I'm a SW developer who has some experience configuring continuous integration solutions, but I am not very familiar with the pluses and minuses of certain continuous integration strategies, and would like advice as to the benefits and challenges of two server management strategies.


We have 3 separate, complex, Android applications for which I am creating continuous integration servers. I've successfully created a prototype virtual machine running Windows Server 2008 which successfully compiles the code, launches an emulator and runs android unit tests. Separately I have also been able to run the static analysis that we wish to run on this code to provide developers with feedback.

In previous configurations using CruiseControl.NET instead of jenkins, we had success in maintaining 3 separate virtual machines, all with independent virtualized hardware. The benefits of this setup is compartmentalization - one project can change their build server without the other project being affected.

However, moving to Jenkins, I note that it supports master/slave nodes, which could allow me to configure one Jenkins master instance with multiple projects, and then configure a number of slave nodes which, as I understand it, would perform any Jenkins tasks - the compilation, unit testing, static analysis and pass this information back to the master server. The benefits of this setup seem to be:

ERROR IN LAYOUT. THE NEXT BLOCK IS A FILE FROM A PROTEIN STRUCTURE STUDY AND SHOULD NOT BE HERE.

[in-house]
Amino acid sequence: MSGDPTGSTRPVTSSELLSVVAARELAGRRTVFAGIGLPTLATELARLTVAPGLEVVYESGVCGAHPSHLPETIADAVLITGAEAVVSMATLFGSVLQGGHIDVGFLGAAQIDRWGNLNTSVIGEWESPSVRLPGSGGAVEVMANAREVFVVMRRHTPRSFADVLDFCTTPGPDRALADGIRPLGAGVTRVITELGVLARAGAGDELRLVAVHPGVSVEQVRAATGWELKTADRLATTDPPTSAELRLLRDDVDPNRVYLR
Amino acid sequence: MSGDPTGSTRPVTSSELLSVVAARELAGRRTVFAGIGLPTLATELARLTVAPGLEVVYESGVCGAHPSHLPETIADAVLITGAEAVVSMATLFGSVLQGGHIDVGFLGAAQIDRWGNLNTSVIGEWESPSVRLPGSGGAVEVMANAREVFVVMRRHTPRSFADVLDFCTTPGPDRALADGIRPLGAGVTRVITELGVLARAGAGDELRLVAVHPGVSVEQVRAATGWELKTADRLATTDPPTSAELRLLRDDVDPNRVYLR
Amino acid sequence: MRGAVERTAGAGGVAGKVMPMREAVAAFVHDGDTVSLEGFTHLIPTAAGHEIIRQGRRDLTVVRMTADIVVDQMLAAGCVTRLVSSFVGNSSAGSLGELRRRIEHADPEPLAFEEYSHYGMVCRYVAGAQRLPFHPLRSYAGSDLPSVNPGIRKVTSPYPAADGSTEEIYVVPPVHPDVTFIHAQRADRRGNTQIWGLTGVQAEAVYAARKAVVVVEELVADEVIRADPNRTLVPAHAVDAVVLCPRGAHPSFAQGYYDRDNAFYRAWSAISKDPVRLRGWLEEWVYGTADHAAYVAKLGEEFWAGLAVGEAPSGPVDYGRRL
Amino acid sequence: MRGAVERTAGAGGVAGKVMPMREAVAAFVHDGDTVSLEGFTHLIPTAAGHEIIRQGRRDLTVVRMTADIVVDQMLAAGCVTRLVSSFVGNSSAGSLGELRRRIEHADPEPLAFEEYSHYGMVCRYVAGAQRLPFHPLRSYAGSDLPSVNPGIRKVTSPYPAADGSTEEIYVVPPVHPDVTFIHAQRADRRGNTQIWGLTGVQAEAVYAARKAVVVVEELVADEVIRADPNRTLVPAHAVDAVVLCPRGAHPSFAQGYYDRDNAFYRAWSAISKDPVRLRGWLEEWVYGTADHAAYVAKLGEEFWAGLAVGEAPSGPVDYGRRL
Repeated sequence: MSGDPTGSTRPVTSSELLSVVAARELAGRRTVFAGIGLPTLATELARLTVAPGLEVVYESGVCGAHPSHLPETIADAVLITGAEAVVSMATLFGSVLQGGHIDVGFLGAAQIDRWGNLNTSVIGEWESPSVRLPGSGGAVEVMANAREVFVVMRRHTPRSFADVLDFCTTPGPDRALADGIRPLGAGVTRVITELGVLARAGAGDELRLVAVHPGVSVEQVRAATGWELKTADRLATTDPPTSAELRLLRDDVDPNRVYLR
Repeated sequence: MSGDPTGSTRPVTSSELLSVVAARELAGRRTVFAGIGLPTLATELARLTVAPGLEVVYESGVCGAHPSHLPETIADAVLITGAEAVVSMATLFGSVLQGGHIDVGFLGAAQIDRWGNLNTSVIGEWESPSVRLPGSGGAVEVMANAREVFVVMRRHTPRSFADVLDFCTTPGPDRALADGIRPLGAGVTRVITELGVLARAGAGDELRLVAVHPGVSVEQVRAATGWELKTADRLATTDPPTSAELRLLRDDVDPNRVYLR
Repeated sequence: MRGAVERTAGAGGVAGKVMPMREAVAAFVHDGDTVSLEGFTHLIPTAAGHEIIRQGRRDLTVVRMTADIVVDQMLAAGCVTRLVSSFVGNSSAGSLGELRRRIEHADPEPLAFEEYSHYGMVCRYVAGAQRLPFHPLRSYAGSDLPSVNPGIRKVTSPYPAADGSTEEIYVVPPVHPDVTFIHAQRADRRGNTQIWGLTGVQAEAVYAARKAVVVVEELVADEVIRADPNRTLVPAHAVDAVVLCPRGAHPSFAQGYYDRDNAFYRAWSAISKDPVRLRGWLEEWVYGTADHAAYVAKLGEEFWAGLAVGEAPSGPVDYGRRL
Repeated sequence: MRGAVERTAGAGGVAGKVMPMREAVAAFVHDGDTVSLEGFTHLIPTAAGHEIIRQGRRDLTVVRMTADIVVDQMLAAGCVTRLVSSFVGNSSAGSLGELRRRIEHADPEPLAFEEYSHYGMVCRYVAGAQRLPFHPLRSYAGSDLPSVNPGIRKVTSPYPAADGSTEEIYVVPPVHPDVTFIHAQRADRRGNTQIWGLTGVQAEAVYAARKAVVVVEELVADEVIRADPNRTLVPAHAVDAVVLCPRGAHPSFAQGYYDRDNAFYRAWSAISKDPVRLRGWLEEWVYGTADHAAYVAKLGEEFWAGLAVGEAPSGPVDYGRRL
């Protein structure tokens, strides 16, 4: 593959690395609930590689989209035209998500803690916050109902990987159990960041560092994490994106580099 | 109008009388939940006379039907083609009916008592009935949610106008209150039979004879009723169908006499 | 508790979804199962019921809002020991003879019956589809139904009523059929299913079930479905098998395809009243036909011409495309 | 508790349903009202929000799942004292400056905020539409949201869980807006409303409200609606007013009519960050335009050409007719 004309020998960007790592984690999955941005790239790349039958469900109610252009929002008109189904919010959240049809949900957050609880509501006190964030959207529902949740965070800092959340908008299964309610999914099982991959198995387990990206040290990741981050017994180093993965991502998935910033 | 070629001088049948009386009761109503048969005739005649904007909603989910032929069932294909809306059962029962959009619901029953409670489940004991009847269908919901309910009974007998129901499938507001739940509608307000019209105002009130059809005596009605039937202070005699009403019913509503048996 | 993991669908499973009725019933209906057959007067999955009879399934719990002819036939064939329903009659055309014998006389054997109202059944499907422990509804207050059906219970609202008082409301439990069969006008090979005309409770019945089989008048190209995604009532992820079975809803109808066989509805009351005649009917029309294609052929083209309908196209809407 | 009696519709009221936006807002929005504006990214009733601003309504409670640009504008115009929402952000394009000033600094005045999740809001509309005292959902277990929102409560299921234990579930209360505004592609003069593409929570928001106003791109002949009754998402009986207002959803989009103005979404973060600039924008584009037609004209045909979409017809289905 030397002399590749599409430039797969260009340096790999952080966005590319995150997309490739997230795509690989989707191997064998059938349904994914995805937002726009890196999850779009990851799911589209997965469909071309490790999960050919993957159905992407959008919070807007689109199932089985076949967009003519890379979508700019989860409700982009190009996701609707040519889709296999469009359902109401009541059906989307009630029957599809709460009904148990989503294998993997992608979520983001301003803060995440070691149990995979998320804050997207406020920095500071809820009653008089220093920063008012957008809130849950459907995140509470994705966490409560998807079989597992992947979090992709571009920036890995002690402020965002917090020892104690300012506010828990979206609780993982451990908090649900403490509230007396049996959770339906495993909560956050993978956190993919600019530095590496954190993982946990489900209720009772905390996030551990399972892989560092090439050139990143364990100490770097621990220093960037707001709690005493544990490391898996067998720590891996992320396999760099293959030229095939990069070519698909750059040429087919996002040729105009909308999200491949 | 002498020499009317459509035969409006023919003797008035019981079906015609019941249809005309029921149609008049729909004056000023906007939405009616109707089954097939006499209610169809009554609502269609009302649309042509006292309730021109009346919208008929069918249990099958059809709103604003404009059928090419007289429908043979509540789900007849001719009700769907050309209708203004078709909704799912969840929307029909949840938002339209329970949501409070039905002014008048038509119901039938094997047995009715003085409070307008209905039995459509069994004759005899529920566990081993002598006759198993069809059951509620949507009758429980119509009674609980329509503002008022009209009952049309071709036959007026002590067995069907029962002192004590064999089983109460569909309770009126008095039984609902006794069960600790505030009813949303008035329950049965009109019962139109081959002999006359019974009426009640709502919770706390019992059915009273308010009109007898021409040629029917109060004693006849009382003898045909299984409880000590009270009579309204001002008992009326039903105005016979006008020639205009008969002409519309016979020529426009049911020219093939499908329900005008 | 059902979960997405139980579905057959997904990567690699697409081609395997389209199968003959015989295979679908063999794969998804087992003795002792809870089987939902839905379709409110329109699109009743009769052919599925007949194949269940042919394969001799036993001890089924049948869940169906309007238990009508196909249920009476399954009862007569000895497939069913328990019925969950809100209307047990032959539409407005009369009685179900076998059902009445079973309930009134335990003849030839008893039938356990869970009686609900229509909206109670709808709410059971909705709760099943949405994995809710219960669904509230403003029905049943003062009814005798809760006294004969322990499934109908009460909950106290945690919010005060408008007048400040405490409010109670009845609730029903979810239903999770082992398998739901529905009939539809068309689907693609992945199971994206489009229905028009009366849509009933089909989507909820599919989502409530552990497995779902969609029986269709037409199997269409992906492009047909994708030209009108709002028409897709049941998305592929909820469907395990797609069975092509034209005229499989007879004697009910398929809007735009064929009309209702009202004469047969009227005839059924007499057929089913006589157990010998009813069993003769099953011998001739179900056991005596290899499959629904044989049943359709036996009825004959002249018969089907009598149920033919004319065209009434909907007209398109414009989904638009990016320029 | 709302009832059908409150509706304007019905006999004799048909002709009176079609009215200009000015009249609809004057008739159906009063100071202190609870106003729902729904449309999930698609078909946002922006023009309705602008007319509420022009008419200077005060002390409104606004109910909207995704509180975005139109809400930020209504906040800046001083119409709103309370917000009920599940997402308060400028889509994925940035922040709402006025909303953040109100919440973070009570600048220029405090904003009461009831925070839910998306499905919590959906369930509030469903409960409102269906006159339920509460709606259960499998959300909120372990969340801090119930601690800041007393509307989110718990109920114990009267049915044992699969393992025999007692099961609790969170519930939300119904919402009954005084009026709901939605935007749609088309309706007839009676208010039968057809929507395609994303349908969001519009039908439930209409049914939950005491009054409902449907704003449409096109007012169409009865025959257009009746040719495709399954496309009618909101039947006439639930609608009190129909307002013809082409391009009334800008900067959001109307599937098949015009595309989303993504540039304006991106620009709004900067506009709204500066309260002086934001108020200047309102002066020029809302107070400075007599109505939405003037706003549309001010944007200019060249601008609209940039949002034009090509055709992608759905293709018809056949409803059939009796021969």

• Scalability - I can easily add a 4th or 5th project and maintain the same number of slaves
  • Requires setup of only 1 master and 3 slaves, which is probably easier to setup than 3 separate masters.

Challenges with this situation appear to be:

  • I'll have to learn how to create slaves
  • I'll have to handle the communication between the clients and slaves
  • I may have issues running unit tests that require UI interaction - post describing how to run headless slaves

Are there any other immediate benefits or challenges that I have forgotten, or does someone who has experience setting up jenkins have an opinion as to which approach would be more appropriate?

1 Answer 1


Your understanding is quite complete. The only thing i can add are that "master/slave" terminology use in jenkins/hudson is a little corrupted in my opinion. As the "slaves" are more like executors in distributed scheme of triggering jobs/builds/projects. I won't think that having 3 separate jenkins masters is reasonable in your situation.

1) - I'll have to learn how to create slaves - This is not really a concern, it is just one jar file for the slave. Can be installed on different OS quite easily (Linux, Windows, Unix) can be ran as a service/daemon. Then you will just have to attach that slave to the master.

2) I'll have to handle the communication between the clients and slaves - This is quite trivial as well, as all you need is manage the ssh keys and user account for the slaves to connect to clients.

3) I may have issues running unit tests that require UI interaction - That again should not be an issue. There should be plenty solutions by now.

Again I really do encourage you to utilize jennkins in your development workflow for CI and CD, there are really no things that jenkins cannot do what comes to it. Started using it 3 years ago and never looked back.

The only corner stone I see in your particular situation is that it is a new tool and and there is might be a little learning curve and some adjustments to make while migrating from old workflow, but most likely it will greatly benefit you and your team in the long run.

Hope this helps.

Not the answer you're looking for? Browse other questions tagged .